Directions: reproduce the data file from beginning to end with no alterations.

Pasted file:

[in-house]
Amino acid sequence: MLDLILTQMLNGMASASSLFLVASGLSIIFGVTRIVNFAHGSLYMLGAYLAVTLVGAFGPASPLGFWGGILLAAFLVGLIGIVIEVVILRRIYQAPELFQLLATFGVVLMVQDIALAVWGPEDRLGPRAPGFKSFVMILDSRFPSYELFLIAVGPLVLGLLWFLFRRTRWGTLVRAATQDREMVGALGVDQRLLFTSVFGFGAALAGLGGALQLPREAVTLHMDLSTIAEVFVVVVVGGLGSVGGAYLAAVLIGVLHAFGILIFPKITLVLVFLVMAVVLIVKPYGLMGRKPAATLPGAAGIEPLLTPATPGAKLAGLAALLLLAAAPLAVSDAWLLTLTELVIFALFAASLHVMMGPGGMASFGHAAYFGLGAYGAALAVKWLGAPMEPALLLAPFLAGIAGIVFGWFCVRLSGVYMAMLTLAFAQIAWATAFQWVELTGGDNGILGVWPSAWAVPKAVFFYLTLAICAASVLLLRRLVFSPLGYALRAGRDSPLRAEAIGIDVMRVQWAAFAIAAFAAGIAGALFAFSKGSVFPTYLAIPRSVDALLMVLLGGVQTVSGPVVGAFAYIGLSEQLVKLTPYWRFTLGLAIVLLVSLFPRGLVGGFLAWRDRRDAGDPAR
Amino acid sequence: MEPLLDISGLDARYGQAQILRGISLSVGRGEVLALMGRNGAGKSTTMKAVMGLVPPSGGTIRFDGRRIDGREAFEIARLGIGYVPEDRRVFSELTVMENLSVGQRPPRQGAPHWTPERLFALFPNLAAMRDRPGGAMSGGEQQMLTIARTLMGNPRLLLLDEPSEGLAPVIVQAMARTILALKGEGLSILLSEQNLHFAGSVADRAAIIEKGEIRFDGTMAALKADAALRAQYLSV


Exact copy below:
[in-house]
Amino acid sequence: MLDLILTQMLNGMASASSLFLVASGLSIIFGVTRIVNFAHGSLYMLGAYLAVTLVGAFGPASPLGFWGGILLAAFLVGLIGIVIEVVILRRIYQAPELFQLLATFGVVLMVQDIALAVWGPEDRLGPRAPGFKSFVMILDSRFPSYELFLIAVGPLVLGLLWFLFRRTRWGTLVRAATQDREMVGALGVDQRLLFTSVFGFGAALAGLGGALQLPREAVTLHMDLSTIAEVFVVVVVGGLGSVGGAYLAAVLIGVLHAFGILIFPKITLVLVFLVMAVVLIVKPYGLMGRKPAATLPGAAGIEPLLTPATPGAKLAGLAALLLLAAAPLAVSDAWLLTLTELVIFALFAASLHVMMGPGGMASFGHAAYFGLGAYGAALAVKWLGAPMEPALLLAPFLAGIAGIVFGWFCVRLSGVYMAMLTLAFAQIAWATAFQWVELTGGDNGILGVWPSAWAVPKAVFFYLTLAICAASVLLLRRLVFSPLGYALRAGRDSPLRAEAIGIDVMRVQWAAFAIAAFAAGIAGALFAFSKGSVFPTYLAIPRSVDALLMVLLGGVQTVSGPVVGAFAYIGLSEQLVKLTPYWRFTLGLAIVLLVSLFPRGLVGGFLAWRDRRDAGDPAR
Amino acid sequence: MEPLLDISGLDARYGQAQILRGISLSVGRGEVLALMGRNGAGKSTTMKAVMGLVPPSGGTIRFDGRRIDGREAFEIARLGIGYVPEDRRVFSELTVMENLSVGQRPPRQGAPHWTPERLFALFPNLAAMRDRPGGAMSGGEQQMLTIARTLMGNPRLLLLDEPSEGLAPVIVQAMARTILALKGEGLSILLSEQNLHFAGSVADRAAIIEKGEIRFDGTMAALKADAALRAQYLSV